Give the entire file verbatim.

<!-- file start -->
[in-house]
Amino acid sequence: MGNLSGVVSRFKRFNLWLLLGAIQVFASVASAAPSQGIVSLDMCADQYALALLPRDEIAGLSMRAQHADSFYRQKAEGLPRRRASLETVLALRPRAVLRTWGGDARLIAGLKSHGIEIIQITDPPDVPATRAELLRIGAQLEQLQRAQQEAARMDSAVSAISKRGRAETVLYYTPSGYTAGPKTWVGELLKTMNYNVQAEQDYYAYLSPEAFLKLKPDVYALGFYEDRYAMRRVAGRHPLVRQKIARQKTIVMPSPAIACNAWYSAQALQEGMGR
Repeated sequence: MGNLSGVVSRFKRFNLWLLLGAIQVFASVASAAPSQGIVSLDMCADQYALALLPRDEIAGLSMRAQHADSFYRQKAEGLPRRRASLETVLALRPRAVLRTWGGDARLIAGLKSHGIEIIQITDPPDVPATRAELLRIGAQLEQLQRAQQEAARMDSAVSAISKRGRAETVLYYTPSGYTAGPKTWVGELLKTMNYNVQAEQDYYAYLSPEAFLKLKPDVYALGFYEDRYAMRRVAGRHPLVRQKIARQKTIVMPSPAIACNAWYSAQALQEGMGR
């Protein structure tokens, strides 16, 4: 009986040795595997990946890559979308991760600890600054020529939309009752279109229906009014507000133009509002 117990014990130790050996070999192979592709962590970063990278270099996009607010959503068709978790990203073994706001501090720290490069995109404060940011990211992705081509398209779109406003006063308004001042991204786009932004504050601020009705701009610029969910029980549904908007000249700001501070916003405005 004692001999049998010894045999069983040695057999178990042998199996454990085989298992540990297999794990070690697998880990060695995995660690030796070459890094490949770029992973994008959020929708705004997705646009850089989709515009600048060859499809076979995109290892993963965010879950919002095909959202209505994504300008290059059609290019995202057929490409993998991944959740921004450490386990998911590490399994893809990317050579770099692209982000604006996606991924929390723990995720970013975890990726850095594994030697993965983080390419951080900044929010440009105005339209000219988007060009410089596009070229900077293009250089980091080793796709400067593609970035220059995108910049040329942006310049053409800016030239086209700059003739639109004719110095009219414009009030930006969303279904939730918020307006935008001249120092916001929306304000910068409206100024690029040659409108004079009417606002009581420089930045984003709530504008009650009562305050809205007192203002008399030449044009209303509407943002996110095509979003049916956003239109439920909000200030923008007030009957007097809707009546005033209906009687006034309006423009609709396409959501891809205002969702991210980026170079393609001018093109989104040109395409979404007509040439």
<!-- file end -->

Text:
[in-house]
Amino acid sequence: MGNLSGVVSRFKRFNLWLLLGAIQVFASVASAAPSQGIVSLDMCADQYALALLPRDEIAGLSMRAQHADSFYRQKAEGLPRRRASLETVLALRPRAVLRTWGGDARLIAGLKSHGIEIIQITDPPDVPATRAELLRIGAQLEQLQRAQQEAARMDSAVSAISKRGRAETVLYYTPSGYTAGPKTWVGELLKTMNYNVQAEQDYYAYLSPEAFLKLKPDVYALGFYEDRYAMRRVAGRHPLVRQKIARQKTIVMPSPAIACNAWYSAQALQEGMGR
Repeated sequence: MGNLSGVVSRFKRFNLWLLLGAIQVFASVASAAPSQGIVSLDMCADQYALALLPRDEIAGLSMRAQHADSFYRQKAEGLPRRRASLETVLALRPRAVLRTWGGDARLIAGLKSHGIEIIQITDPPDVPATRAELLRIGAQLEQLQRAQQEAARMDSAVSAISKRGRAETVLYYTPSGYTAGPKTWVGELLKTMNYNVQAEQDYYAYLSPEAFLKLKPDVYALGFYEDRYAMRRVAGRHPLVRQKIARQKTIVMPSPAIACNAWYSAQALQEGMGR
């Protein structure tokens, strides 16, 4: 009986040795595997990946890559979308991760600890600054020529939309009752279109229906009014507000133009509002 117990014990130790050996070999192979592709962590970063990278270099996009607010959503068709978790990203073994706001501090720290490069995109404060940011990211992705081509398209779109406003006063308004001042991204786009932004504050601020009705701009610029969910029980549904908007000249700001501070916003405005 004692001999049998010894045999069983040695057999178990042998199996454990085989298992540990297999794990070690697998880990060695995995660690030796070459890094490949770029992973994008959020929708705004997705646009850089989709515009600048060859499809076979995109290892993963965010879950919002095909959202209505994504300008290059059609290019995202057929490409993998991944959740921004450490386990998911590490399994893809990317050579770099692209982000604006996606991924929390723990995720970013975890990726850095594994030697993965983080390419951080900044929010440009105005339209000219988007060009410089596009070229900077293009250089980091080793796709400067593609970035220059995108910049040329942006310049053409800016030239086209700059003739639109004719110095009219414009009030930006969303279904939730918020307006935008001249120092916001929306304000910068409206100024690029040659409108004079009417606002009581420089930045984003709530504008009650009562305050809205007192203002008399030449044009209303509407943002996110095509979003049916956003239109439920909000200030923008007030009957007097809707009546005033209906009687006034309006423009609709396409959501891809205002969702991210980026170079393609001018093109989104040109395409979404007509040439």